The popularity of breastfeeding has been growing in the United States thanks in part to guidelines set forth by the World Health Organization, guidelines that the Trump administration reportedly tried to water down earlier this year. While most American women believe breast is best, they still face considerable challenges when trying to maintain a breastfeeding regimen.
CGTN’s Karina Huber reports.
When it comes to feeding your newborn baby, the consensus among world health experts is that breastmilk is the gold standard.
“It’s free. It is readily available. It is the perfect temperature and it’s the ideal nutrition for that particular baby,” said Elizabeth Rochin, VP of Nursing at the Association of Women’s Health, Obstetric and Neonatal Nurses.
Numerous studies have shown that babies who are breastfed exclusively for the first six months have fewer ear infections, respiratory illnesses and diarrhea. They also have less of a chance of developing allergies.
Moms who breastfeed benefit too. They recover from childbirth quicker and are less likely to develop breast and ovarian cancer later in life.
In 1981, the World Health Assembly adopted what’s called the “WHO code” to promote breastfeeding and restrict the marketing of breastmilk substitutes to new mothers to ensure they aren’t being misled and discouraged from breastfeeding.
“It’s not a legally binding document but the expectation is that manufacturers as well as healthcare providers are following these very specific regulations and guidelines,” said Rochin.
A majority of hospitals in the U.S. used to give out free formula. Now only roughly 30 percent of them do.
In 1971 only 25 percent of new American moms breastfed their infants. By 2016 it had ballooned to more than 80 percent. (insert graphic: source: CDC).
Breast is best is now the mantra and because of that it came as a shock to many that the United States reportedly tried to water down a resolution promoting breastfeeding at the World Health Assembly in Geneva this spring.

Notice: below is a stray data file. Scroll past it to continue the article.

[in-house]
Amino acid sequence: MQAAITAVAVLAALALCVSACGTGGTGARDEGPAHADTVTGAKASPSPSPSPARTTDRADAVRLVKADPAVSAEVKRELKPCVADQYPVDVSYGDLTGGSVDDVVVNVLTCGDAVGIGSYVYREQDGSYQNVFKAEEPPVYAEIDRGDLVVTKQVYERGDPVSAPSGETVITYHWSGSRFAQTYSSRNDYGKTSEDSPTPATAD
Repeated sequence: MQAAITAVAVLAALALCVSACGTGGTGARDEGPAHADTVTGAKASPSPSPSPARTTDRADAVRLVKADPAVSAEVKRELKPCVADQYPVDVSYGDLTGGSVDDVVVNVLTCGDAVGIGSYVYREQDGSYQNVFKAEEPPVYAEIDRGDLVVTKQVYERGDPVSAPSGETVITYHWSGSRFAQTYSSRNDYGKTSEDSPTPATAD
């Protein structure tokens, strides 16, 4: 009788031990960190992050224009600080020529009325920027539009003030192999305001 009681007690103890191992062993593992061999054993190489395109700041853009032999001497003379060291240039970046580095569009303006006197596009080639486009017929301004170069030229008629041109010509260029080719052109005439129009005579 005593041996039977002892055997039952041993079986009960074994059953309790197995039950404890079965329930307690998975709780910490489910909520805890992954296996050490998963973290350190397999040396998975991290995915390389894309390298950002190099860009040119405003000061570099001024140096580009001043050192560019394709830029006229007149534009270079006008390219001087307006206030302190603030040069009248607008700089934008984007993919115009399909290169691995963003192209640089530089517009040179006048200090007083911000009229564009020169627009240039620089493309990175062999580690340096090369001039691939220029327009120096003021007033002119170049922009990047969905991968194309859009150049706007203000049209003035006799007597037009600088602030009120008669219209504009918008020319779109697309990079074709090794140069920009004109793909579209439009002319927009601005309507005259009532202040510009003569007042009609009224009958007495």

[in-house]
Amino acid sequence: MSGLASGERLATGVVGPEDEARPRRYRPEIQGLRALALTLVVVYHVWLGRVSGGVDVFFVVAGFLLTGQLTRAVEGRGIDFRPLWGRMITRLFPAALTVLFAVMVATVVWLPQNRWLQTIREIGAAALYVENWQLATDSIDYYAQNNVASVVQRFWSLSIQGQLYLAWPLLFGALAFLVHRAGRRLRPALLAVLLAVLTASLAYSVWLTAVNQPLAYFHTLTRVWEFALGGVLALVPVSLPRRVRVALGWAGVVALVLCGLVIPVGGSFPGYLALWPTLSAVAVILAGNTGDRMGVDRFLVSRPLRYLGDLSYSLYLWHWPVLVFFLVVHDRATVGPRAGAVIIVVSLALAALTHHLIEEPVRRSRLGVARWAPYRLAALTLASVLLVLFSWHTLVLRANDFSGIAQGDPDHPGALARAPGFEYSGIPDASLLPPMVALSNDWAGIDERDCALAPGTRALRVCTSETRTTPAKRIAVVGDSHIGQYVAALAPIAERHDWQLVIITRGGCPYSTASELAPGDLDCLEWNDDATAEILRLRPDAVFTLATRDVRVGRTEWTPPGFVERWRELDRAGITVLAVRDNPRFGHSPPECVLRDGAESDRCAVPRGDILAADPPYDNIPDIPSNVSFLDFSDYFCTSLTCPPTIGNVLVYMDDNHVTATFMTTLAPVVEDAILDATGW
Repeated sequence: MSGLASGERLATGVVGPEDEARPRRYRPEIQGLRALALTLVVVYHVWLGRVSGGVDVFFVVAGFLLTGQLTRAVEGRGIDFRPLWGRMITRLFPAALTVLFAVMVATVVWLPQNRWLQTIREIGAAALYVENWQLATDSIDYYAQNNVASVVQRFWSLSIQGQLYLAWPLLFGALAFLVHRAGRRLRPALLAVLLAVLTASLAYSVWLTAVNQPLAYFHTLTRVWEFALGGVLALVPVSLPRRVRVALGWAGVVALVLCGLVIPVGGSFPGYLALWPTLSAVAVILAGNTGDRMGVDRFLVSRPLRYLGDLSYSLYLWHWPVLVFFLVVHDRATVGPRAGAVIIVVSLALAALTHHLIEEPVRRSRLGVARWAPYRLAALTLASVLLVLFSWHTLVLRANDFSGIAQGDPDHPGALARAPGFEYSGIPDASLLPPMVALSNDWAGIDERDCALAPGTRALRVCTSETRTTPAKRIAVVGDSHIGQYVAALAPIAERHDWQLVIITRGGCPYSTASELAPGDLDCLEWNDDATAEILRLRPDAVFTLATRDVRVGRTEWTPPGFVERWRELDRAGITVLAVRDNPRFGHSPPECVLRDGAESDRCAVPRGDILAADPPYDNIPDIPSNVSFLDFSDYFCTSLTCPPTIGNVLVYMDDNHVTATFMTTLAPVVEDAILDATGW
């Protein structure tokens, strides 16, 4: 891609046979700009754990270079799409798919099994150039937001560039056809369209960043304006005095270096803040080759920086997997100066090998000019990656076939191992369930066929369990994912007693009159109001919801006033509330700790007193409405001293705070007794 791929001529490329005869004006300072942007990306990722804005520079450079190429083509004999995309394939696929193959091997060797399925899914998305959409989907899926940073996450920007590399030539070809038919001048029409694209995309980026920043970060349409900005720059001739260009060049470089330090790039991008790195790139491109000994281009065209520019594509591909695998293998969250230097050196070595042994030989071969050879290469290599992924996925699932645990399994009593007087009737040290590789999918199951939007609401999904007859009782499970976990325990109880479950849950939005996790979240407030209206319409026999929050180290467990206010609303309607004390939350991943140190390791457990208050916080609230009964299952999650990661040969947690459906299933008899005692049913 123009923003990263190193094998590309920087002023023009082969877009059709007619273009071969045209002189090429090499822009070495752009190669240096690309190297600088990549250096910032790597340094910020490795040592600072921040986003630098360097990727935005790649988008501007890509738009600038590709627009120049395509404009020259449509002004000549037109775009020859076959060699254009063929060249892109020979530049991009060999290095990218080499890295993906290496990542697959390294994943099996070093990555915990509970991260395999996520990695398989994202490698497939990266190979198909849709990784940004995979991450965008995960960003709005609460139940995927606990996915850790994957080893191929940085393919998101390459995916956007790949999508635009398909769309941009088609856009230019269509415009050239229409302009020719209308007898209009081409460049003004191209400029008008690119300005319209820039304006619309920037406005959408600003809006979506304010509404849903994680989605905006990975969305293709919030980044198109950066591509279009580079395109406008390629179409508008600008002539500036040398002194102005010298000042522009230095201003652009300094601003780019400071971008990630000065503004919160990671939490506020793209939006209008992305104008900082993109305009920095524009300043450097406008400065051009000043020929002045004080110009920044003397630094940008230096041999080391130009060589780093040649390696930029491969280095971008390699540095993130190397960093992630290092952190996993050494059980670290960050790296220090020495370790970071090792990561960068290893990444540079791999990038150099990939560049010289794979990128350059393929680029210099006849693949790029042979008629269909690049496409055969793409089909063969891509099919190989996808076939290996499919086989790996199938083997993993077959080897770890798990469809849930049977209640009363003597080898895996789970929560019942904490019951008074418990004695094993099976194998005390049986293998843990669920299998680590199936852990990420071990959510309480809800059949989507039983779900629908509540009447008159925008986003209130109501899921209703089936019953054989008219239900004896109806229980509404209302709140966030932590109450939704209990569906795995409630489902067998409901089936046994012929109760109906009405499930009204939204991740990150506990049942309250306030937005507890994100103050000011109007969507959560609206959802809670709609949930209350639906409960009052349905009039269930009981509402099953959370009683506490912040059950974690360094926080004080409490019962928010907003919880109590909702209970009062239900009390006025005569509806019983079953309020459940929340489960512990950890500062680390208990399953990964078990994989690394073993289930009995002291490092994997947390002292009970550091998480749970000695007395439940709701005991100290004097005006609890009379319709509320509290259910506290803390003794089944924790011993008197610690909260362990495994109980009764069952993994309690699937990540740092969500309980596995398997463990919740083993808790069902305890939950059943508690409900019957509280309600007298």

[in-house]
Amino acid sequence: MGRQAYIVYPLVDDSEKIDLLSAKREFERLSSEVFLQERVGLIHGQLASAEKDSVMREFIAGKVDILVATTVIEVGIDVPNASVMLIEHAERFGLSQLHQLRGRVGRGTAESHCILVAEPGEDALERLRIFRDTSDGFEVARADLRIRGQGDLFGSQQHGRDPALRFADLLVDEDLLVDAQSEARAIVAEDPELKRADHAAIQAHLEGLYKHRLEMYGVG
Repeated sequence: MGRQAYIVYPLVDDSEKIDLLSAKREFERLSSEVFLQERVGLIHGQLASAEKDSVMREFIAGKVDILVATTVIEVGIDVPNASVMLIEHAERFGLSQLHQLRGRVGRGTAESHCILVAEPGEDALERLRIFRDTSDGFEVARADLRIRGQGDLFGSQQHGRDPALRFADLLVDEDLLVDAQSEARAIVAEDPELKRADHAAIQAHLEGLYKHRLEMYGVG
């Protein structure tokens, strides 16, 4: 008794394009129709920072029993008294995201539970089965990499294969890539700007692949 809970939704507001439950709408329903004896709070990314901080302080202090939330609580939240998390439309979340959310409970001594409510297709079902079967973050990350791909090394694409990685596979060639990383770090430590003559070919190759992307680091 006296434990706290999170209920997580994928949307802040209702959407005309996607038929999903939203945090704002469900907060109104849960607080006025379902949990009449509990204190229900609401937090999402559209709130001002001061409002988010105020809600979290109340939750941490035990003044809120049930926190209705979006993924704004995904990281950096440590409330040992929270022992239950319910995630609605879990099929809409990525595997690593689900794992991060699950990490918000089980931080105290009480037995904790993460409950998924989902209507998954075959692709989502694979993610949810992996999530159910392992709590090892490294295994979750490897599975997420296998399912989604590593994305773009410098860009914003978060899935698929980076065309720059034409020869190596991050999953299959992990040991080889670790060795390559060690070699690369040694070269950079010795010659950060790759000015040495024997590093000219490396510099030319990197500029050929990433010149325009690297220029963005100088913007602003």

According to the New York Times, the U.S. delegation unsuccessfully tried to remove some of the wording in the resolution that calls on member states to “protect, promote and support breast-feeding” and limit the marketing of formula.
The report suggested the Trump administration was putting the interests of formula companies ahead of babies.
Trump denied the accusations in a tweet saying: “The U.S. strongly supports breastfeeding but we don’t believe women should be denied access to formula.”
The U.S. Department of Health and Human Services said it was concerned about stigmatizing women who cannot or choose not to breastfeed.
The consequences of formula use in the United States are minimal compared to developing countries – the industry’s fastest growing market.
Women in poorer countries are often falsely lead to believe formula is better or as good as breastmilk. Some are also ill-informed one how to use it. Because formula is expensive some moms dilute their it. When the water is tainted, it can lead to deaths.
In the U.S., 80 percent of women start off breastfeeding but by six months the number drops to 50 percent. That’s in large part because there is no federally mandated paid parental leave in the United States.
“It was the probably the hardest thing I’ve ever done,” said Kate Cannova, Advertising Executive.
Kate Cannova was back at work 12 weeks after giving birth to her son John. She was determined to maintain her breastfeeding regimen.
“I’ve pumped in clients’ offices in their lactation rooms, which was really a cleaning supply closet with boxes stacked to the ceiling and you’re crammed and you’re standing up and you’re holding the pump in your arms because there’s no table and there’s no sink and there’s no chair,” said Cannova.
She says a big problem is many employers don’t fully understand what it means to be a working breastfeeding mother.
“I’ve always said that breastfeeding is the most natural thing in the world but it does not come naturally to baby or to mom and it most certainly does not come naturally to everyone else around mom – not in the workplace,” said Cannova.
Andrew Bernstein discusses breastfeeding policy in the US
CGTN’S Rachelle Akuffo spoke to Andrew Bernstein about breastfeeding policy in the U.S.